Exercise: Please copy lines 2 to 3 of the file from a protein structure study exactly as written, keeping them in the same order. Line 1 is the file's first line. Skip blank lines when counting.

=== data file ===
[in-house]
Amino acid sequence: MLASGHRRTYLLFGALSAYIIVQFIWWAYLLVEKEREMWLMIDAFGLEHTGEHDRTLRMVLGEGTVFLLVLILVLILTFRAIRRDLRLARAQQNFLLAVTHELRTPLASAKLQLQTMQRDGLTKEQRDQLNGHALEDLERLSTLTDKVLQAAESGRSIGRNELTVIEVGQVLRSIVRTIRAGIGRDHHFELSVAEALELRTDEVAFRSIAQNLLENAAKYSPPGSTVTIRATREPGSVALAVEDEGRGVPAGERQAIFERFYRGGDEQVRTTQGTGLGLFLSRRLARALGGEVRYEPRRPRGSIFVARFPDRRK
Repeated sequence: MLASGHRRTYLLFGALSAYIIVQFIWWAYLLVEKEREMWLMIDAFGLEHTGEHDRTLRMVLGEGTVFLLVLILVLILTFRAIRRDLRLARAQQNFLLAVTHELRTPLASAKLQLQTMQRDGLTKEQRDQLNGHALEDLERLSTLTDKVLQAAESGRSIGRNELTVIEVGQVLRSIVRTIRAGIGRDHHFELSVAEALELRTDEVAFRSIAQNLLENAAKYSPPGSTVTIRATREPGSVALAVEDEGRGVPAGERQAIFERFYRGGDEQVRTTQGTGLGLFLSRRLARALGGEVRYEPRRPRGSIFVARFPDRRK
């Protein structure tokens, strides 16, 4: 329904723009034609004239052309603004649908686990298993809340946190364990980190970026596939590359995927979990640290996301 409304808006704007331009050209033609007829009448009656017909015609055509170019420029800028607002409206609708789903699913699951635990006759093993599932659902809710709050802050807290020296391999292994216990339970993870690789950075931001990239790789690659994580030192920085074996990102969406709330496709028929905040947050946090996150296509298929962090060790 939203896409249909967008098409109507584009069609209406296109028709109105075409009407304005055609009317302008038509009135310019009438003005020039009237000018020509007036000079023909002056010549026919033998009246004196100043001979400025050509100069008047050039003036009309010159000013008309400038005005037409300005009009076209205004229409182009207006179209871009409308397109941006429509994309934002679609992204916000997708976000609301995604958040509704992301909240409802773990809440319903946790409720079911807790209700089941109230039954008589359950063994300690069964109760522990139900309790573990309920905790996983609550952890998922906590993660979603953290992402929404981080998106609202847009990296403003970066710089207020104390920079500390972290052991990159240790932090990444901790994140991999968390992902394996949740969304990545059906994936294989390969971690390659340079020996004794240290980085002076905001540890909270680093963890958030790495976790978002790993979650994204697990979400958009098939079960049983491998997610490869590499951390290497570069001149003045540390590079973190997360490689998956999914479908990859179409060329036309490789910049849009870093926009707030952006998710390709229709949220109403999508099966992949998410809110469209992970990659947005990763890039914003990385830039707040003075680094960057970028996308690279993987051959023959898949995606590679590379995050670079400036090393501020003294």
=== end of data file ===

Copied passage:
Amino acid sequence: MLASGHRRTYLLFGALSAYIIVQFIWWAYLLVEKEREMWLMIDAFGLEHTGEHDRTLRMVLGEGTVFLLVLILVLILTFRAIRRDLRLARAQQNFLLAVTHELRTPLASAKLQLQTMQRDGLTKEQRDQLNGHALEDLERLSTLTDKVLQAAESGRSIGRNELTVIEVGQVLRSIVRTIRAGIGRDHHFELSVAEALELRTDEVAFRSIAQNLLENAAKYSPPGSTVTIRATREPGSVALAVEDEGRGVPAGERQAIFERFYRGGDEQVRTTQGTGLGLFLSRRLARALGGEVRYEPRRPRGSIFVARFPDRRK
Repeated sequence: MLASGHRRTYLLFGALSAYIIVQFIWWAYLLVEKEREMWLMIDAFGLEHTGEHDRTLRMVLGEGTVFLLVLILVLILTFRAIRRDLRLARAQQNFLLAVTHELRTPLASAKLQLQTMQRDGLTKEQRDQLNGHALEDLERLSTLTDKVLQAAESGRSIGRNELTVIEVGQVLRSIVRTIRAGIGRDHHFELSVAEALELRTDEVAFRSIAQNLLENAAKYSPPGSTVTIRATREPGSVALAVEDEGRGVPAGERQAIFERFYRGGDEQVRTTQGTGLGLFLSRRLARALGGEVRYEPRRPRGSIFVARFPDRRK